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Guinean coup leader named interim head, imposes curfew
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Guinean coup leader has been named the head of an interim National Council for Democracy and Development while imposing a dusk-to-morning curfew, according to the latest information reaching Abidjan on Thursday.

Captain Moussa Camara, once in charge of the army's fuel supplies, was put at the head of the council composed of 26 military members and six civilians, said a communique announced on the state radio on Wednesday.

Radio France Internationale (RFI) said Camara would also be named the Guinean president and would move to the presidential compound in the coming hours.

Hundreds of putschist soldiers were reported to stage a military parade in the Guinean capital of Conakry, where President Lansana Conte died two days ago after ruling the country for 24 years.

Meanwhile, the newly-formed council imposed a nation-wide curfew from 8:00 p.m. (2000 GMT) to 6:00 a.m. local time (0600 GMT).

The council said it is "committed to organizing credible and transparent elections by the end of December 2010."

Under the constitution, National Assembly President Aboubacar Sompare is to take over power in absence of the head of state. He is also entitled to organize a presidential vote within 60 days.

But Camara on Tuesday announced the dissolving of the government and the constitution, saying a consultative body of civilian and military members would be created to take over the fate of the country.

Guinean Prime Minister Ahmed Tidiane Souare has denied his government was dissolved. He told RFI that he was still in office, "working on the organization of the funeral."

Army chief staff Diarra Camara called on the military to keep calm and show restraint. "I appeal to them to remain calm and loyal," he said in a communique, urging grievances be shelved until a state funeral is given to the late president.

The military chief accompanied Souare and Sompare when Sompare announced the death of Conte in the early hours of Tuesday.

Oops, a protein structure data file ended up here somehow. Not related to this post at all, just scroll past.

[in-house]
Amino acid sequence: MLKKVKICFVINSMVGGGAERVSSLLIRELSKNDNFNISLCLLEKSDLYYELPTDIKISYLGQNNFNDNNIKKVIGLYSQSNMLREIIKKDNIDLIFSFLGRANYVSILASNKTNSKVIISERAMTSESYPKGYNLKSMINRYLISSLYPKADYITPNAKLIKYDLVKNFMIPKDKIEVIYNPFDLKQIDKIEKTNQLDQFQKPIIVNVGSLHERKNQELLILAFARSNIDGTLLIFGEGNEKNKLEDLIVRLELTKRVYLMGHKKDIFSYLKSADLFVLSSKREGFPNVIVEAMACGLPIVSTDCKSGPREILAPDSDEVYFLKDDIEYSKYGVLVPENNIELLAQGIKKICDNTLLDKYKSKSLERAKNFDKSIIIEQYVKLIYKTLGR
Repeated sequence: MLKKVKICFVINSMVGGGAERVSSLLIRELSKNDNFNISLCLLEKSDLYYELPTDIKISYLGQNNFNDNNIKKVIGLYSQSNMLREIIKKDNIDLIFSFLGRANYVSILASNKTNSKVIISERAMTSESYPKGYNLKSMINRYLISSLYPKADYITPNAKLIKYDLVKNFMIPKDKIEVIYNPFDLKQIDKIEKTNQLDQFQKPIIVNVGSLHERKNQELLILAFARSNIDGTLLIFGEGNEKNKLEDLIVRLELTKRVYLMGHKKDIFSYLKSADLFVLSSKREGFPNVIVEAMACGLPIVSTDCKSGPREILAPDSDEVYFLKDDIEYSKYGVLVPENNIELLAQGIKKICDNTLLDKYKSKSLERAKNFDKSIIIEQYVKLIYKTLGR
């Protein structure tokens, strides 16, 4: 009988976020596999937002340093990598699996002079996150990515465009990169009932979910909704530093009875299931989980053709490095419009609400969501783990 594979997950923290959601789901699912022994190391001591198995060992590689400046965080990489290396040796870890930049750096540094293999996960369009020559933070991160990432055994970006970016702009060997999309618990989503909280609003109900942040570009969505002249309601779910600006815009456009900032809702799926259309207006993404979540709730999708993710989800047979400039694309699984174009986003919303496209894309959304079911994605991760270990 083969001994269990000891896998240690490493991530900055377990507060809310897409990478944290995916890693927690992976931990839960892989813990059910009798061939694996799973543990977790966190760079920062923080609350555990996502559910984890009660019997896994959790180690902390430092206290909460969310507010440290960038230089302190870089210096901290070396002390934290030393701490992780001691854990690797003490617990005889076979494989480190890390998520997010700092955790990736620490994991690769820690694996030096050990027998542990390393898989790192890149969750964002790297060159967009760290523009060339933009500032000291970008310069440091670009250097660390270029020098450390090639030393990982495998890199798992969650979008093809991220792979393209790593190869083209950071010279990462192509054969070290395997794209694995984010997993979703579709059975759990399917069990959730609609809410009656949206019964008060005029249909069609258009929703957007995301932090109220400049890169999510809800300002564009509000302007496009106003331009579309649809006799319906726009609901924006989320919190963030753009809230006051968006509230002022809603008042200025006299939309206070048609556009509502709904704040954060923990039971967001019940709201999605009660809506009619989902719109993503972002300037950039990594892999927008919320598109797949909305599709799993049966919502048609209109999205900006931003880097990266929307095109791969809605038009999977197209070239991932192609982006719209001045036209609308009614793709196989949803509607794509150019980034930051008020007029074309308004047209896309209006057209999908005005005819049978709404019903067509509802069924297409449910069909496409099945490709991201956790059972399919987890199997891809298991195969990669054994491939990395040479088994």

Loyalist and putschist officers were later reported to hold talks at Alpha Yaya Diallo barracks to find a possible way out of the turmoil. The army camp is seen as the stronghold of the mutineers where a previous coup attempt against Conte aborted.

Government officials said revolt soldiers represented only a minority taking advantage of the death of President Conte to usurp power. They insisted on the legality of the government under the constitution.

A number of nations and international groups have voiced opposition to the coup, including the Economic Community of West African States, the African Union, the United Nations, the European Union and the United States.

Conte died at the age of 74 at 6:45 p.m. local time (1845 GMT) on Monday in a hospital in Conakry. He came to power in 1984 and was elected president in 1993. Conte won re-elections in 1998 and 2003.

Guinea won independence from France in 1958. It borders Guinea- Bissau, Senegal and Mali in the north, Cote d'Ivoire in the east, Sierra Leone and Liberia in the south and the Atlantic Ocean in the west.

With an area of 245,857 square km and the population of 9.56 million, the country is also known for its rich mineral deposits, especially bauxite which accounts for half of the world's total reserves. The country, however, remained one of the poorest in the world.

(Xinhua News Agency December 25, 2008)

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